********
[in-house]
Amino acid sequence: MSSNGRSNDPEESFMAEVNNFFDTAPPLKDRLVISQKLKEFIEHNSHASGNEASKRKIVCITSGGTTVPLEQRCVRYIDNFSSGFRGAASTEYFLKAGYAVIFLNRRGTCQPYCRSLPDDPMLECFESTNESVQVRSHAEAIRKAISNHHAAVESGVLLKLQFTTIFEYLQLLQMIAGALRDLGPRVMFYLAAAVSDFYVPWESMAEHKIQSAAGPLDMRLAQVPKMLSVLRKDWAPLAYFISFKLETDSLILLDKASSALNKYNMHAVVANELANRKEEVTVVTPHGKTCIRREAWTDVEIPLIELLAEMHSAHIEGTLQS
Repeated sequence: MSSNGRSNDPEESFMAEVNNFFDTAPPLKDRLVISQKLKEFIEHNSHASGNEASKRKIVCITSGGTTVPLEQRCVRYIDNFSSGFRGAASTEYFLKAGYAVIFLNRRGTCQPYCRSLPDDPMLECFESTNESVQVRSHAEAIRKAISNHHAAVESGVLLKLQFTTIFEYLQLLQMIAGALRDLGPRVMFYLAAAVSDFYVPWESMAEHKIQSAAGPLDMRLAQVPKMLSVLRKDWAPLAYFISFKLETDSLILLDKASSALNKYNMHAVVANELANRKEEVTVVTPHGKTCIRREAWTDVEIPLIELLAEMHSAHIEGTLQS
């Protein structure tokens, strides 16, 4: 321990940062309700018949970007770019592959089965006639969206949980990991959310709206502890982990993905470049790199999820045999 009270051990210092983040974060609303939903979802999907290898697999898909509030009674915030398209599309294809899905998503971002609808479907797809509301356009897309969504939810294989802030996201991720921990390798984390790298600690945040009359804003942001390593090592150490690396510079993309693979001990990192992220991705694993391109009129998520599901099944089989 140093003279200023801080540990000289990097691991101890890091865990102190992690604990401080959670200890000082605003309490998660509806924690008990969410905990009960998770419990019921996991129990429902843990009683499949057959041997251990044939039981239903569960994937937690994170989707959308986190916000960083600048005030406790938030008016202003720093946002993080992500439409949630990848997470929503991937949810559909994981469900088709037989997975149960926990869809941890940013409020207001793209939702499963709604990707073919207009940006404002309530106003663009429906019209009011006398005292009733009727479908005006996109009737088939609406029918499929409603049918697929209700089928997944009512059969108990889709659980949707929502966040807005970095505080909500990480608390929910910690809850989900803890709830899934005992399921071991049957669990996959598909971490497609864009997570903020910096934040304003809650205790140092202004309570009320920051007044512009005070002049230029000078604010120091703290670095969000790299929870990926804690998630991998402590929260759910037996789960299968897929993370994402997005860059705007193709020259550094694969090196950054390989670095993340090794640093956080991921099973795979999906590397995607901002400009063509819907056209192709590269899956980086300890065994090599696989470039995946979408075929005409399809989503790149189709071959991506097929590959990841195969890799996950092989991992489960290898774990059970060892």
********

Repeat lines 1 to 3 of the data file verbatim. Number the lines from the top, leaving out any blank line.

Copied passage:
[in-house]
Amino acid sequence: MSSNGRSNDPEESFMAEVNNFFDTAPPLKDRLVISQKLKEFIEHNSHASGNEASKRKIVCITSGGTTVPLEQRCVRYIDNFSSGFRGAASTEYFLKAGYAVIFLNRRGTCQPYCRSLPDDPMLECFESTNESVQVRSHAEAIRKAISNHHAAVESGVLLKLQFTTIFEYLQLLQMIAGALRDLGPRVMFYLAAAVSDFYVPWESMAEHKIQSAAGPLDMRLAQVPKMLSVLRKDWAPLAYFISFKLETDSLILLDKASSALNKYNMHAVVANELANRKEEVTVVTPHGKTCIRREAWTDVEIPLIELLAEMHSAHIEGTLQS
Repeated sequence: MSSNGRSNDPEESFMAEVNNFFDTAPPLKDRLVISQKLKEFIEHNSHASGNEASKRKIVCITSGGTTVPLEQRCVRYIDNFSSGFRGAASTEYFLKAGYAVIFLNRRGTCQPYCRSLPDDPMLECFESTNESVQVRSHAEAIRKAISNHHAAVESGVLLKLQFTTIFEYLQLLQMIAGALRDLGPRVMFYLAAAVSDFYVPWESMAEHKIQSAAGPLDMRLAQVPKMLSVLRKDWAPLAYFISFKLETDSLILLDKASSALNKYNMHAVVANELANRKEEVTVVTPHGKTCIRREAWTDVEIPLIELLAEMHSAHIEGTLQS